And, since they’re not vendors of platform providers, well, they’re not trying to sell you on their unique marketing buzzword approach that just happens to map very nicely to the products and services they are trying to sell.

Ray Lam and Victoria Harben are adjunct faculty and teach Web Analytics, a graduate-level course in University College at the University of Denver. During Optimization Summit 2012, they live-tweeted the event to their students from @COMM4324.


MarketingSherpa: What were the top lessons you learned at Optimization Summit that you think could be helpful to brand-side marketers?

Victoria: The main point that was reiterated throughout Optimization Summit was to always test; don’t rely on assumptions, intuition, guesstimations, or theory — rather, get out there and test it. It’s always best to back up a hunch with data, and that’s exactly what the Summit instilled in me: test, test, test! We’re teaching a Web Analytics class at DU through the New Media and Internet Marketing program, and this is the first thing we tell our students.

Ray:  The top lesson I learned was Dr. Flint McGlaughlin’s conversion formula: C=4m+3v+2(i-f)-2a. Where m=motivation, v=clarity of value proposition (why), i=incentive to take action, f=friction elements of the process, and a=anxiety about entering the process. This simple formula helps marketers think about the different elements that need to be considered when constructing a landing page.

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Social Media Marketing: 7 steps for using contests and sweepstakes to promote your brand

August 9th, 2012 No comments

Bribe them and buy them. That was an old-school marketing technique to acquire customers when the value proposition of a product just wasn’t strong enough to pull in enough interest of its own.

Do corporate social media accounts face that challenge? While many Facebook pages and Twitter accounts offer strong value (news, humor, insider information, etc.), the average corporate account can find it challenging to develop a following without an incentive.

One incentive that works well for many marketers is a sweepstakes or contest. (While those terms are often used interchangeably, technically the winner of a sweepstakes is decided by random chance, and a contest is decided by skill and competition.)

“Some of the main benefits of a social media-based contest are fast time-to-market, immediate responses/results, low-cost and no-cost program options, and measureable ROI,” said Sandra Fathi, President, Affect. “I have yet to find an organization — business-to-business or business-to-consumer — that would not benefit from some type of online contest.”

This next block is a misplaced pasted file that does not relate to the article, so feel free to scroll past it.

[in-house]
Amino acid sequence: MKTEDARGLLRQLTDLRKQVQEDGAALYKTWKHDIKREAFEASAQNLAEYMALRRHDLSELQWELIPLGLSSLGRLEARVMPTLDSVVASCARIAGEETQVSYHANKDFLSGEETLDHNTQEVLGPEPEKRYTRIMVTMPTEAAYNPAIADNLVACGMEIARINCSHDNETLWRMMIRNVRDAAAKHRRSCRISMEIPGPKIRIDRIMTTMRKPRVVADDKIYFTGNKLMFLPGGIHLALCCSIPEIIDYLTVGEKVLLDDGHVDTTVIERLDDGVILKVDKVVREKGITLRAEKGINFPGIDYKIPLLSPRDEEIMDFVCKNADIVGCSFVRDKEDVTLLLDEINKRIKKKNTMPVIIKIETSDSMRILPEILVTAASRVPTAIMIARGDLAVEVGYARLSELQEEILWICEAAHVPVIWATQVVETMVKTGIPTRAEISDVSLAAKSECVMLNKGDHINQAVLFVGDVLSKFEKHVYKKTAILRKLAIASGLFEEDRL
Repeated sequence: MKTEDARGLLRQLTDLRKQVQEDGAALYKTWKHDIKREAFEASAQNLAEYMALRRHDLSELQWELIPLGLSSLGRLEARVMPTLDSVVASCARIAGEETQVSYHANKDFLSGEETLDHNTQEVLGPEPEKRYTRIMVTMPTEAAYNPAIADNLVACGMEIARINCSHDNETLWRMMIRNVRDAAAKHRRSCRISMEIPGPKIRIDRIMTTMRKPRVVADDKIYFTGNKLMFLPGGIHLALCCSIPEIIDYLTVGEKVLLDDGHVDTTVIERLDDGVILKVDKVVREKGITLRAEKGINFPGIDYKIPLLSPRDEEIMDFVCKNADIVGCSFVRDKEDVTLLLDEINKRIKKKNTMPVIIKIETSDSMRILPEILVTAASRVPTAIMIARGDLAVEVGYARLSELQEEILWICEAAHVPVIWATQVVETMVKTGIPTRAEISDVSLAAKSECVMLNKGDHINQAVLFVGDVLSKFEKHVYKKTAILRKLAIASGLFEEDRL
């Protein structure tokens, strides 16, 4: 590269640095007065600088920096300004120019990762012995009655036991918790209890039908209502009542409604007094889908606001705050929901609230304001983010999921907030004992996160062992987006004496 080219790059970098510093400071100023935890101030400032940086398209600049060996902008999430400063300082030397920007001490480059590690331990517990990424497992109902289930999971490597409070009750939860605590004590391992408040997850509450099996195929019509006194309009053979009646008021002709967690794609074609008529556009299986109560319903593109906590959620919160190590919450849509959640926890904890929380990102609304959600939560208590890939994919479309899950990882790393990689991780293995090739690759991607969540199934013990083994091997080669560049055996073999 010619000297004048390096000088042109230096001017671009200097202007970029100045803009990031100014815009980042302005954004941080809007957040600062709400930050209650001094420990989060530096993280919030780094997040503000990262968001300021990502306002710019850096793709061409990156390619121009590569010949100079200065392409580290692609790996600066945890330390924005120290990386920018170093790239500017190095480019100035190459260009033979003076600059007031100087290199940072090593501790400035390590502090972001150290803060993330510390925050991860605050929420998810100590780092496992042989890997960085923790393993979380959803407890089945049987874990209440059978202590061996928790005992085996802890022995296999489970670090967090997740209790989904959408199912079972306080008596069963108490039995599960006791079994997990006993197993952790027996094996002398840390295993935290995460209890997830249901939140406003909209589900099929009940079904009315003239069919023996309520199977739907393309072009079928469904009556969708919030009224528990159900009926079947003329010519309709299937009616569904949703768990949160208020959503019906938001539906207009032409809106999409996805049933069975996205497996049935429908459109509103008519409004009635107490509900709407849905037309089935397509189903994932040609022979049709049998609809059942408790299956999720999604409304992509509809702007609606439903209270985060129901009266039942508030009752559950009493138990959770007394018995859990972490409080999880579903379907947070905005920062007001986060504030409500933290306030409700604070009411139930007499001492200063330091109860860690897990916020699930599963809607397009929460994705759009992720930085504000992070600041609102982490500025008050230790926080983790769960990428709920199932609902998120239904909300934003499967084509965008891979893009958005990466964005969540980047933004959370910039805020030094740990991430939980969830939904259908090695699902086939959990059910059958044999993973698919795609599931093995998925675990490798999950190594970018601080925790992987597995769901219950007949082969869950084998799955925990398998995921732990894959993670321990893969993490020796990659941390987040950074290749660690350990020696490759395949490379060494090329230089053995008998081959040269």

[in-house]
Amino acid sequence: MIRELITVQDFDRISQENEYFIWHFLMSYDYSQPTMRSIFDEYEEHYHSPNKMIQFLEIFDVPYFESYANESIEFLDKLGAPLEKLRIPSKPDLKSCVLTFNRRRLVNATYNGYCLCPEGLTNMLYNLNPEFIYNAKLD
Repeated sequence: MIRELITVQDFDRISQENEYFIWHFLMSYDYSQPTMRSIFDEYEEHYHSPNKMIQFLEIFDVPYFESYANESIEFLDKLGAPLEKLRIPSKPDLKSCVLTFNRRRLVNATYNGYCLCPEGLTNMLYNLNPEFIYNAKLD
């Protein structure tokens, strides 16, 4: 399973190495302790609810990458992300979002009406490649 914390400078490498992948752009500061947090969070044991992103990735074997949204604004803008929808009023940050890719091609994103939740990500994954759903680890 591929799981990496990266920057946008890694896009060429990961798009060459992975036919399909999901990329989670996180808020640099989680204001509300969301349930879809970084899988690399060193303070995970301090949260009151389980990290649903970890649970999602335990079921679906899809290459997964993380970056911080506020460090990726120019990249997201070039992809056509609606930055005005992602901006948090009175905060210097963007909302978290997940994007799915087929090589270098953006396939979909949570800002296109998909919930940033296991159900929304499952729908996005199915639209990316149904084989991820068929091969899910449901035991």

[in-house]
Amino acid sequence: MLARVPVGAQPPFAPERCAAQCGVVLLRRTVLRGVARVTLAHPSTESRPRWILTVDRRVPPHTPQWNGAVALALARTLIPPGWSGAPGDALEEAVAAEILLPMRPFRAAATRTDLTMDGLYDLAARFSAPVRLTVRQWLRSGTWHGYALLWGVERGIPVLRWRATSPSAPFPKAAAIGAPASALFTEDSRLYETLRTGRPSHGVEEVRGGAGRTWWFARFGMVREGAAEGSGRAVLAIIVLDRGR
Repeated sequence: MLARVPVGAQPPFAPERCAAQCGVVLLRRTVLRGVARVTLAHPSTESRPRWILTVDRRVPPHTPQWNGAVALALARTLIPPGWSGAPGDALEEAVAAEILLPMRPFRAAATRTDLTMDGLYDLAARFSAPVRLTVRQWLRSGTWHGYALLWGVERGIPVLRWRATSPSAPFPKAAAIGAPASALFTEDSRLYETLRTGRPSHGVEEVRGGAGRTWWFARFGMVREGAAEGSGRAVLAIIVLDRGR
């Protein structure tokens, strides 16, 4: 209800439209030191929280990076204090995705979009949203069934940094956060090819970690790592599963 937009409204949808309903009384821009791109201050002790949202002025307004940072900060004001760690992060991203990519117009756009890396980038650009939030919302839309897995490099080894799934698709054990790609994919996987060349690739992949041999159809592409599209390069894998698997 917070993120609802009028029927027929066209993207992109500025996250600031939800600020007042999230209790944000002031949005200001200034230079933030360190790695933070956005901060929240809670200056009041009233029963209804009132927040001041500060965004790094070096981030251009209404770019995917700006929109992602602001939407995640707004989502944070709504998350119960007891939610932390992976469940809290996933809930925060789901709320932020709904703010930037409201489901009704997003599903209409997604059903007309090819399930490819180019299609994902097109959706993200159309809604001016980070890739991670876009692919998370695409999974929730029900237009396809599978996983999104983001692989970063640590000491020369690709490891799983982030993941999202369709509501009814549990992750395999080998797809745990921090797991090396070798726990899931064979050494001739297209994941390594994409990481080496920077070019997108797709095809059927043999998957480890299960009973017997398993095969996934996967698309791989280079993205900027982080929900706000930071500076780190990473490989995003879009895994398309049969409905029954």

Sandra pointed out that even the President is holding an online sweepstakes to help with fundraising efforts.


The goal of online sweepstakes and contests

 While online sweepstakes and contests can help boost your social media following, they can help you meet other objectives as well.

“The goals of any marketing effort should align directly with business goals – and the same holds true for social media promotions,” Sandra said. She provided some example objectives:

  • Accelerate social media adoption/participation
  • Increase brand awareness
  • Generate leads/sales
  • Drive product/service usage
  • Recognize or reward customers/prospects

However, sometimes it pays to think outside the box.

“For example, we launched the New York Intern Project as a recruiting tool that also provided ancillary benefits, such as doubling our social media following, generating media coverage and new business opportunities with clients who were interested in hosting contests of their own,” Sandra said.

Here are a few mini-case studies to help you visualize successful sweepstakes and contests, and then we’ll review seven steps for launching your own sweepstakes and contests.

Read more…

Digital Marketing: Understanding customer sentiment

August 3rd, 2012 2 comments

Yuchun Lee, Vice President and General Manager, Enterprise Marketing Management Group, IBM, understands analytics and metrics are, as he puts it, “a huge part of marketers’ lives.”

He says the question then becomes, “How much time and energy should marketers spend checking out metrics and worrying about the analytics of their efforts?”

Yuchun adds, “I think the market trend has been moving towards incorporating more and more data and analysis of customers.”

This includes learning what messaging is relevant to your customers.

“Being able to analyze the data to understand a customer becomes paramount for every business,” explains Yuchun.

This data analysis allows you to determine consumer sentiment, which in turn provides a framework for relevant communications. 

Read more…

A/B Testing: 4 tests from a crowdfunding site with double-digit results

July 26th, 2012 2 comments

Before you start an optimization program, you have to be clear on what you are trying to optimize. Or, as Brad Damphousse, the CEO of GoFundMe, a crowdfunding site, puts it, “What’s the one thing that really matters?”

The GoFundMe team determined that, for its site, it had to focus on making it easy for anyone to receive donations. To achieve that goal, the team would have to optimize for both of its customer segments (which are essentially on both sides of the transaction): users asking for donations and donors making those donations.

So, Brad launched a series of A/B tests to help convert more new users and to gain more donations from donors.


Test #1: Sell the service

For the first test, the team mapped out its funnel and identified where leaks were occurring.


Click to enlarge

Read more…

How Can We Make Email Summit 2013 More Helpful to You?

July 24th, 2012 No comments

Our job is to help you do your job better. One way we do that is through events, like the upcoming Email Summit 2013 in Las Vegas.

You can help make this event more valuable for yourself and fellow marketers by taking a few minutes to fill out the survey below.

As a thank you, you’ll receive a FREE copy of MarketingSherpa’s 30-Minute Marketer: How to Segment Your Email List for Better Results.


Related Resources:

Email Summit 2013 in Las Vegas, Feb. 12-15, 2013

Email Summit 2012: Top 5 takeaways from the industry’s largest research-based event

Email Summit: Integrating mobile, social and email marketing channels

Lead Generation: 5 steps for managing cost and quality of leads

July 19th, 2012 No comments

Organizations target quality, but they don’t pay for it. That is one of the latest discoveries from the MarketingSherpa 2012 Lead Generation Benchmark Report (free 10-page excerpt at this link). Let’s take a look …


Click to enlarge


“In the past, it may have been acceptable to assume that if an organization can lower their upfront cost-per-lead, they will also increase lead generation, improve ROI and drive revenue,” said Jen Doyle, Senior Research Manager, MECLABS.

“This makes sense when calculated on a spreadsheet, but when rolled out in an evolved marketplace with an empowered buyer, it’s going to take a lot more than simply lowering the cost-per-lead to achieve the goals of today’s CMO.”

So how can you balance cost and quality of leads?

  Read more…